'Downright stupid' - M Night Shyamalan's Glass slammed by critics

Reviews are out for M Night Shyamalan's new film Glass and most are not kind.

The long-awaited sequel to Unbreakable and Split stars Samuel L Jackson, Bruce Willis, James McAvoy, and Sarah Paulson.

Glass is also the first superhero movie of 2019, a year packed with more of them than any other - but high fan expectations appear to be dashed, according to many critics.

"Glass shatters under the weight of Shyamalan's ambition," writes Chris Evangelista for Slashfilm.

"It's a messy, muddled, often downright stupid movie. It broke my heart."

Evangelista's review is personal and impassioned, written by someone who appears to genuinely be a huge fan of Shyamalan.

"I desperately searched for something to grab hold of, like a drowning man trying to snag a life preserver. I've supported and enjoyed Shyamalan's work for so long that to sit and watch Glass play out in such a sloppy, sloggy fashion felt jarring. 'Have I been wrong this entire time?' I thought. 'Is Shyamalan a bad filmmaker after all?'"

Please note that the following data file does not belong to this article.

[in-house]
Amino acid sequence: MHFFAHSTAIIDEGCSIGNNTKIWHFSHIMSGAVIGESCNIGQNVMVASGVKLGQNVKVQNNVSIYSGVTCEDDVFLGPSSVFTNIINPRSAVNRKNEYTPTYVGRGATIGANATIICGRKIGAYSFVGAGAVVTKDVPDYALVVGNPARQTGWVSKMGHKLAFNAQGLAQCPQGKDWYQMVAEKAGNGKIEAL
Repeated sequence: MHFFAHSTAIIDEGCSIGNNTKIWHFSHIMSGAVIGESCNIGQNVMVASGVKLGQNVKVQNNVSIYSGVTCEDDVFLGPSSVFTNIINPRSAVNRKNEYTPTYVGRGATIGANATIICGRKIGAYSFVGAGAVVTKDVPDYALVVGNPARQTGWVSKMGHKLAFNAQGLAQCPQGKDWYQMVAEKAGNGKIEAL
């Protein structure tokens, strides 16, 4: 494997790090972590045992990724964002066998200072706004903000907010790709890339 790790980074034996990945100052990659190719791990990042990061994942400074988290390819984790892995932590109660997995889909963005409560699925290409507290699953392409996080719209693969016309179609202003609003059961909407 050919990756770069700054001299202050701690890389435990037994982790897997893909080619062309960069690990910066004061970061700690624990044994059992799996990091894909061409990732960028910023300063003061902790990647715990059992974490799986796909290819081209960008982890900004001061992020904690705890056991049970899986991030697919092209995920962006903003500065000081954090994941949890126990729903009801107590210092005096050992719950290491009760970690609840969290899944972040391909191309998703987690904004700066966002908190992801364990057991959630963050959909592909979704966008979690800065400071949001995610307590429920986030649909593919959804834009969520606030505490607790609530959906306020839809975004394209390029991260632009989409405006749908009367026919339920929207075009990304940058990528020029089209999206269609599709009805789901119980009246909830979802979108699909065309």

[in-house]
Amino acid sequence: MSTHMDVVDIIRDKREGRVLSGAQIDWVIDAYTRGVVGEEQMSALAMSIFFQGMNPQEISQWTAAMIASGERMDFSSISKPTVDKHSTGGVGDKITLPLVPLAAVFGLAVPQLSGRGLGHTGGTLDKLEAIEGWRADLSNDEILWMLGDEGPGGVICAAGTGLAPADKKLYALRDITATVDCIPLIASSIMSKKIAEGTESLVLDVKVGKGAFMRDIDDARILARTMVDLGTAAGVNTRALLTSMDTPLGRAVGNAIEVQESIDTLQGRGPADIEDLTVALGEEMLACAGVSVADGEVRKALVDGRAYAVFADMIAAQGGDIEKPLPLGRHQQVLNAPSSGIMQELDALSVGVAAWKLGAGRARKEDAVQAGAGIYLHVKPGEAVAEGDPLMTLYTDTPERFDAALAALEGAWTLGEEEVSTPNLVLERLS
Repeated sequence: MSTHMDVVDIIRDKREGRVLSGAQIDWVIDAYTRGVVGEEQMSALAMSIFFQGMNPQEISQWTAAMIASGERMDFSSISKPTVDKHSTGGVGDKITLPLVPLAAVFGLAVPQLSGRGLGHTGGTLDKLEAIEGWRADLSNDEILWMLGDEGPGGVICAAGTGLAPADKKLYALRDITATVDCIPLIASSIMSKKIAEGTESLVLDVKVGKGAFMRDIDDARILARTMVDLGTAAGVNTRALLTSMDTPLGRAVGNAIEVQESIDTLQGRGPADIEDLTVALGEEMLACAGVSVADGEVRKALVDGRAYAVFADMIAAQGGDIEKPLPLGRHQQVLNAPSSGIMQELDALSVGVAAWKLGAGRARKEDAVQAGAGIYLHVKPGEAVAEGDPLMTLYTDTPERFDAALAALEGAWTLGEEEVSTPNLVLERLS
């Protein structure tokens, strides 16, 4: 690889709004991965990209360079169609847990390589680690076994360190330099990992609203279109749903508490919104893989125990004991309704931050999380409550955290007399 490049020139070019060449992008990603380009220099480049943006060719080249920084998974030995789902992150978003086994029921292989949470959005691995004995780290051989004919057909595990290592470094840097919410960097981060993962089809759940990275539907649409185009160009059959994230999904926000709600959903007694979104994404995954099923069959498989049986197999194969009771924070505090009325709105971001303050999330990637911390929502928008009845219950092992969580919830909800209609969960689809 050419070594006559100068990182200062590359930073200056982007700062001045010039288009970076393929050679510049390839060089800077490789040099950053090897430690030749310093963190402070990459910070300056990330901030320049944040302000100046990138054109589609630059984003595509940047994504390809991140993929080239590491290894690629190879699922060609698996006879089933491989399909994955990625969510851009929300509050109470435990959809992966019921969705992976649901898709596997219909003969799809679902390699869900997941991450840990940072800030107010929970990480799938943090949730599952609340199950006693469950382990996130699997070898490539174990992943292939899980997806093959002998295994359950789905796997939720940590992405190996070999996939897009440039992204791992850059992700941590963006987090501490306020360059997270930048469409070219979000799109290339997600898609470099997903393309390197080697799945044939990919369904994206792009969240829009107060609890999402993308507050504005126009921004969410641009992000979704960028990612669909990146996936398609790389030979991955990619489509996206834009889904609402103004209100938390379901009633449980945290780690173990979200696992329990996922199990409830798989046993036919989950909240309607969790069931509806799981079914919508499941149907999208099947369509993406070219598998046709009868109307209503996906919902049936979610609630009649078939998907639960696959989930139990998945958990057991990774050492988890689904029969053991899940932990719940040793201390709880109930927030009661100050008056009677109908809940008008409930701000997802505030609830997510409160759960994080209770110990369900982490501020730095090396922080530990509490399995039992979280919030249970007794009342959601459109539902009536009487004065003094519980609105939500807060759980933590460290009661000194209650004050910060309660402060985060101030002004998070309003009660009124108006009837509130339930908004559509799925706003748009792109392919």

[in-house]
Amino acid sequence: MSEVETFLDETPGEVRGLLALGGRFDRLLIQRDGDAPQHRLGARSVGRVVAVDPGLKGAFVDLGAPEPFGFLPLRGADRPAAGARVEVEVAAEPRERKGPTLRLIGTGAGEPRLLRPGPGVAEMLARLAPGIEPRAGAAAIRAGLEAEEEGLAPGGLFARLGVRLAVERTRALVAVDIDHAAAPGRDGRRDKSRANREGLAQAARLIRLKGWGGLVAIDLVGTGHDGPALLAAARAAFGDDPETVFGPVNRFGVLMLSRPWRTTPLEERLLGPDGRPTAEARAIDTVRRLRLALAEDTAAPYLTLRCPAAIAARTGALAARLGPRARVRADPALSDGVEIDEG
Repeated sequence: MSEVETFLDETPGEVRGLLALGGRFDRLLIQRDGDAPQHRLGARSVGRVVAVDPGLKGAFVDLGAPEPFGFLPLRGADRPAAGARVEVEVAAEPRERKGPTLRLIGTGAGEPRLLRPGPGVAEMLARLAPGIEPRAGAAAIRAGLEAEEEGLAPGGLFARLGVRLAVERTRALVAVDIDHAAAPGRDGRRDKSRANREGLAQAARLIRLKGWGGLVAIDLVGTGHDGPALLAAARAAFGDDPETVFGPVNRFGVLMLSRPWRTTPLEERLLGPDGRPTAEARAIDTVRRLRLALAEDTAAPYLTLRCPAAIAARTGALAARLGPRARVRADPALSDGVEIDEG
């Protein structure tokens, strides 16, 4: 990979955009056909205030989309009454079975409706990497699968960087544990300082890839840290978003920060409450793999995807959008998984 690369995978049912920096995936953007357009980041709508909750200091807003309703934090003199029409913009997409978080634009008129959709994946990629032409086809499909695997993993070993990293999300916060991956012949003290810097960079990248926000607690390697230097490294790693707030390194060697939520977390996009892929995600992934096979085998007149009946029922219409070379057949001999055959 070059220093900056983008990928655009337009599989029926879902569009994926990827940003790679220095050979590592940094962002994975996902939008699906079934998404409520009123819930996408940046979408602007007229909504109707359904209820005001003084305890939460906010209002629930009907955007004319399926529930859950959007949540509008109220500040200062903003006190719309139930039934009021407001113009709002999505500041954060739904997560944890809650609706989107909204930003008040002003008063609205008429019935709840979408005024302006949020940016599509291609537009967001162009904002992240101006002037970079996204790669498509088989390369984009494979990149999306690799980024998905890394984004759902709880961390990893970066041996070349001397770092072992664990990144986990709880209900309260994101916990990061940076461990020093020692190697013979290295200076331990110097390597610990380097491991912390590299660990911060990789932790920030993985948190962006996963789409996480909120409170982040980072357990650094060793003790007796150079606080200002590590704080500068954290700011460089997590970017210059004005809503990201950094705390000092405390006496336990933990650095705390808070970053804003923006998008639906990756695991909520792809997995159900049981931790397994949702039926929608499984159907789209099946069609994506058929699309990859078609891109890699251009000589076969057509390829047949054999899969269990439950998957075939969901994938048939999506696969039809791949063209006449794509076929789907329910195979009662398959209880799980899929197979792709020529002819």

Mike Ryan's review on Uproxx is similar, calling the film "one of the biggest personal disappointments I've ever experienced in a theatre".

In his indiewire review, David Ehrlich echoes that sentiment, saying it's the biggest disappointment of the filmmaker's career.

"Shyamalan's would-be victory lap is a boring slog that proves the director of Unbreakable and The Sixth Sense is gone for good".

Glass currently has a Rotten Tomatoes rating of 36 percent and a Metacritic score of 45 - so not everyone is a hater.

"Each time Glass seems like a lost cause, Shyamalan pulls something truly affecting out of his hat," writes Karen Han for Polygon.

She says it comes close to greatness, but never quite reaches it.

In what appears to be the most positive review so far, The Atlantic's David Sims says he's "never seen anything quite like it".

"I admired Shyamalan's overreach, even as the auteur laid meta-textual twist atop twist in the movie's giddily loopy ending."

Glass opens in New Zealand on January 17.